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Historically Speaking - Women of Lunenburg

Editorial by Amory Phelps   Historical Commission member

In this era of equality for women, we must not leave out the women of Lunenburg.  It is said that behind every successful man is a woman and not only did Lunenburg women serve in this manner, but they were outstanding in their own right.  All the wives of Lunenburg’s first settlers should be on the list, headed by Lois Whitney Bellows who dared to stand up to British soldiers to protect her home while men folk were away at war.

Another early settler who must have been a strong and courageous woman was the widow Jane Boynton, born in 1661 and died in 1761, only a few days less than 100 years.  She came to Lunenburg about 1725 from Rowley, already a widow with 14 children.  Benoni Boynton, her oldest son, settled a mile north of the North Cemetery, and another son, Hilkiah, was involved in town affairs, and connected with several land speculations.  Among her daughters, one married John Grout, another early settler, who was a selectman for several years, and another, Priscilla, married David Page, son of Samuel.

In 1734 Priscilla Boynton Page rode on horseback over a blazed trail with her husband David to the westerly part of Lunenburg which is now Fitchburg.  In 1741 three of their boys died from what could have been typhoid fever.  Undaunted, they left their remaining children and set out for Petersham. David Page later had land grants in Haverhill, Massachusetts, Lancaster, New Hampshire and then in Lunenburg, Vermont, which is along the Connecticut River.  Priscilla certainly must have been hardy women to make livable homes in the wilderness, as she moved about with her husband.

Perhaps one of the first of our present free thinking liberated women was Caroline Stearns, who not only believed in independence, but certainly against the institution of marriage, if we may judge by the stipulation in her will.  Caroline M. Stearns was born in 1831, in Leominster, the daughter of Thomas and Polly Brigham Stearns.  Her father was born in Lunenburg in 1794, and conducted in Leominster a “currier’s” shop, for the dressing and paring of leather.  Caroline was one of his workers and carried on the business after his death.  She frequently wrote letters to her lady friends advising them to remain single.  Her desire to encourage this and to assist women in need, “provided they did not take unto themselves a husband,” was shown in her will, disclosed after she died at Worcester State Hospital in 1911.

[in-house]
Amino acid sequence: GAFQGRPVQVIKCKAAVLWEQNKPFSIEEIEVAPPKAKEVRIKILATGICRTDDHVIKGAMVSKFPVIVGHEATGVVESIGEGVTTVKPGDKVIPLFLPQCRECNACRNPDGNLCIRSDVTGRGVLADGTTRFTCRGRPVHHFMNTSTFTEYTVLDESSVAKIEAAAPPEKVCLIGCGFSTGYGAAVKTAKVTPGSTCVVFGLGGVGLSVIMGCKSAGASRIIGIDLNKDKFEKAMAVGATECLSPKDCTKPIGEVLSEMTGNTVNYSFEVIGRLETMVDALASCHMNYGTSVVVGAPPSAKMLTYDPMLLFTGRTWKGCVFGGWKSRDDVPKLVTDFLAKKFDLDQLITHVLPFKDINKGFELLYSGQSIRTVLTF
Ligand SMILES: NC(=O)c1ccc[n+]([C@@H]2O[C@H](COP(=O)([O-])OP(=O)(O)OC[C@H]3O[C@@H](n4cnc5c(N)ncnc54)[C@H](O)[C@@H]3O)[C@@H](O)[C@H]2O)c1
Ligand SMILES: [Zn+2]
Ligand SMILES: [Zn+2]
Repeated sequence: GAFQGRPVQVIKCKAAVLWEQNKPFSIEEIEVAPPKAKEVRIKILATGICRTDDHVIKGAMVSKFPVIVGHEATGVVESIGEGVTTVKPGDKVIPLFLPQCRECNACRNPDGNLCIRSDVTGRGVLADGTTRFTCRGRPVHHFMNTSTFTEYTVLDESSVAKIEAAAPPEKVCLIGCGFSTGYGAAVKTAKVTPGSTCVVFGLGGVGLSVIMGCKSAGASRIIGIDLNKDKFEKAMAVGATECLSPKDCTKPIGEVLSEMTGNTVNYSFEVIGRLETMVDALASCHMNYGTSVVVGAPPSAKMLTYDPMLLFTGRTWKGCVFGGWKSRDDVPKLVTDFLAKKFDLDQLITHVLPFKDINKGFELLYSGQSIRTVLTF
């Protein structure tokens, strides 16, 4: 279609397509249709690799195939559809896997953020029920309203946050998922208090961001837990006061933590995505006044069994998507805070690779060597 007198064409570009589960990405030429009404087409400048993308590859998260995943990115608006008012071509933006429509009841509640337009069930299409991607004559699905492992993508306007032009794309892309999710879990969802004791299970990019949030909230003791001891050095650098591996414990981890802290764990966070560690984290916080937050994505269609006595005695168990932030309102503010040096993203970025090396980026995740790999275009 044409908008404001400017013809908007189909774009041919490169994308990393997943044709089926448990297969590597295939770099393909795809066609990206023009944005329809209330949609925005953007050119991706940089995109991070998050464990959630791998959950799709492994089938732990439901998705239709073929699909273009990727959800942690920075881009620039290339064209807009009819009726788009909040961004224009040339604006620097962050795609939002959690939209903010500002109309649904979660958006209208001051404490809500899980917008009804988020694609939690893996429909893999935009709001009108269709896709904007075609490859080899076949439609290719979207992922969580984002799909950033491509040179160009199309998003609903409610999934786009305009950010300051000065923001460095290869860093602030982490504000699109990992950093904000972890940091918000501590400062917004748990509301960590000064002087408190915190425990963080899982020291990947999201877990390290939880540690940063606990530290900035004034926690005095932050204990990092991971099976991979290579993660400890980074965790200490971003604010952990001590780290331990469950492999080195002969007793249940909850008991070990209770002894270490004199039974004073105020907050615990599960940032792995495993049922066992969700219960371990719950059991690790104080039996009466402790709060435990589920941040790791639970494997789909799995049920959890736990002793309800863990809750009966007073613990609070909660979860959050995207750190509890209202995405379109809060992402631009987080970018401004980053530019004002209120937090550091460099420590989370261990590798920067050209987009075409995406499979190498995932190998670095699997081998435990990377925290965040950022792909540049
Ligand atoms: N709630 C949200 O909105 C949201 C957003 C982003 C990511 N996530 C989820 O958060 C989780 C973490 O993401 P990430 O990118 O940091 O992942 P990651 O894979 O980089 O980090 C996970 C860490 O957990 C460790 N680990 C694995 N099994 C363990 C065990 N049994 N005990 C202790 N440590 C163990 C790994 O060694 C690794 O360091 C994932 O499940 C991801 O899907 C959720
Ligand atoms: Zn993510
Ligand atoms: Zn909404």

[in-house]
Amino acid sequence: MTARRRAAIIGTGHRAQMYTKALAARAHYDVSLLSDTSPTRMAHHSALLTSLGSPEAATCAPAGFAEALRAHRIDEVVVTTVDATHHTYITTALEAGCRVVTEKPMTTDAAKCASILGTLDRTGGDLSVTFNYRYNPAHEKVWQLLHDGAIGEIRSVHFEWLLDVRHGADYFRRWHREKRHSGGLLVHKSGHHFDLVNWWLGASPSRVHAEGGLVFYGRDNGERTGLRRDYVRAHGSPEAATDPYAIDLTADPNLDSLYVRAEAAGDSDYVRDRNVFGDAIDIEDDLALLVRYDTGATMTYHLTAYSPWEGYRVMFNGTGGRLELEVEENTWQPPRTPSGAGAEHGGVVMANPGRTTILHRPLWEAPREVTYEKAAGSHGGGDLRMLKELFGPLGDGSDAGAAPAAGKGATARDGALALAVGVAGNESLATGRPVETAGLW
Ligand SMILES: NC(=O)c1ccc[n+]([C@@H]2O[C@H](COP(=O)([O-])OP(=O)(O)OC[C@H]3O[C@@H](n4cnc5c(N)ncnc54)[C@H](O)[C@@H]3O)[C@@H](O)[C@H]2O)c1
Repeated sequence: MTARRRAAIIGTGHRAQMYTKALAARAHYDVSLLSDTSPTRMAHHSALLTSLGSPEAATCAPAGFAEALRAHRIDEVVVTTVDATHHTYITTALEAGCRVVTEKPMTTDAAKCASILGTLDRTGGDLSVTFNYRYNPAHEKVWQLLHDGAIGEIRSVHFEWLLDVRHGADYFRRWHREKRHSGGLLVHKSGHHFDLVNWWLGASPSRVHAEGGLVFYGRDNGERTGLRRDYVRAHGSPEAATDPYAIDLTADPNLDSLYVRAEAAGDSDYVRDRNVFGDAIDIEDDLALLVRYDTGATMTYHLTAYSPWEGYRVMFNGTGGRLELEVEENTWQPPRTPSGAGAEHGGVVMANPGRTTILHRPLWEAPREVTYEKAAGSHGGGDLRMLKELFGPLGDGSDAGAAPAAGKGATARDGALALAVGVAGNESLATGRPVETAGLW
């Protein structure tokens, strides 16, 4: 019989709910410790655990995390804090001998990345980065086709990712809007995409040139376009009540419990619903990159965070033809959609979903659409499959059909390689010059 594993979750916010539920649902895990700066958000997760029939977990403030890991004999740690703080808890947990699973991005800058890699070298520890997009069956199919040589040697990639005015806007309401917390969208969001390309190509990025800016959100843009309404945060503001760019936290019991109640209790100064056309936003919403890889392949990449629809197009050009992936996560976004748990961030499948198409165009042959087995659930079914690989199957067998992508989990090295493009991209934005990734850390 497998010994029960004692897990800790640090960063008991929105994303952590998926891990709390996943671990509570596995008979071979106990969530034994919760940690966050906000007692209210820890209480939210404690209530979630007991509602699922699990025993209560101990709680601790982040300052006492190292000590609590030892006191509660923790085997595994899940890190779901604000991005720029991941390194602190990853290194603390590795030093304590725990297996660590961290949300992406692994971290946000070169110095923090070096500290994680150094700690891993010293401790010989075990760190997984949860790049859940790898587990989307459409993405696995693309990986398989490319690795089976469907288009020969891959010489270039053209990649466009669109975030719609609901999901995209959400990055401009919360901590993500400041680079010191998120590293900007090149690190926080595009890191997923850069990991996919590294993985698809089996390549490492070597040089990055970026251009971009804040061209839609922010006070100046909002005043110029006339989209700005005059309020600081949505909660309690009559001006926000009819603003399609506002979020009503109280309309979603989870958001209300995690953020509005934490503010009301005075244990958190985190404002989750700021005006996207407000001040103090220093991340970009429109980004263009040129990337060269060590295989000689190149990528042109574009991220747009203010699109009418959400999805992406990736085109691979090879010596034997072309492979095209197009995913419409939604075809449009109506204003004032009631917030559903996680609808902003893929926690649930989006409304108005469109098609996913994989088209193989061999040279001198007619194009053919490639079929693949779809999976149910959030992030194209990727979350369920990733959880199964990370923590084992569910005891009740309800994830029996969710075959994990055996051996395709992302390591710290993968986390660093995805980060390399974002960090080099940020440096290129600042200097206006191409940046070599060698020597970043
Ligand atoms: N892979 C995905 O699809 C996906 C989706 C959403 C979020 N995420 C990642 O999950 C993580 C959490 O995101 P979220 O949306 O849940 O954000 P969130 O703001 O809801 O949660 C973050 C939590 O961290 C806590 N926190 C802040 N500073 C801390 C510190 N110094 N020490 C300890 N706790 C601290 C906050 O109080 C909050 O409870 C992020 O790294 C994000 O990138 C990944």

According to the will, she left $500.00 in trust for the maiden ladies of Lunenburg, and after leaving the rest of the estate in trust for relatives, she directed that on their death the residue should be paid to the maiden ladies of Leominster.  Lest all the maiden ladies of the town start laying claim to these funds,  the will was contested by several cousins, and the court declared Caroline was not of sound mind and the small estate was divided among her heirs.

Prior to the breaking of the will the Selectmen of Lunenburg headed by John Wooldredge, chairman, planned on making an effort to collect the money and invest it, in order that the worthy maiden ladies might receive the benefits intended.  How the eligibility of these maidens was to be determined was not disclosed.  Sad that Caroline’s plan never came to be, but it must have caused an interesting stir at the time.

Another “maiden” lady, Susan Howard, in 1903, left her native Lunenburg a legacy of $2000 to be used for the poor; $500.00 for the benefit of the library, $800.00 for the cemetery, and an even larger sum to the Congregation Church. She was the sister of Luther Howard who established the town sidewalk fund.

Elizabeth Ann Arnold Estin Moulton, whose parents were from Lunenburg, was born in Braintree in 1804 and became known as the “greatest female orator” ever to address an audience.  She joined the then new sect of Methodist at the age of sixteen and saved her money to go to Wilbraham Academy.  Whispers soon started about her “unfeminine ways of prayer and taking the lead in religious services.” Her first marriage in 1831 was to Rev. Horace Moulton in 1832 and they travelled a Methodist circuit, with Elizabeth winning converts all along the way.  She died in Oxford in 1843 and is buried in the family plot in Lunenburg.


Lunenburg lays claim to some of Lydia Pinkham’s 1819-1883 fame.  The concoctor of the patent medicine vegetable compound for “women’s troubles” said to have a “a baby in every bottle” lived for a short time on Northfield Road in the former Arnold Dickinson house. Lydia started the manufacture of her compound from roots out of Mulpus Brook.  The city of Lynn now takes all the credit for Lydia Pickham and it was there that the factory for the bottling of the compound was in operations for 87 years, closing its doors in 1973.  The preparation may occasionally still be found on drug store shelves.

Last Updated: Wed, 10/03/2018 - 10:12pm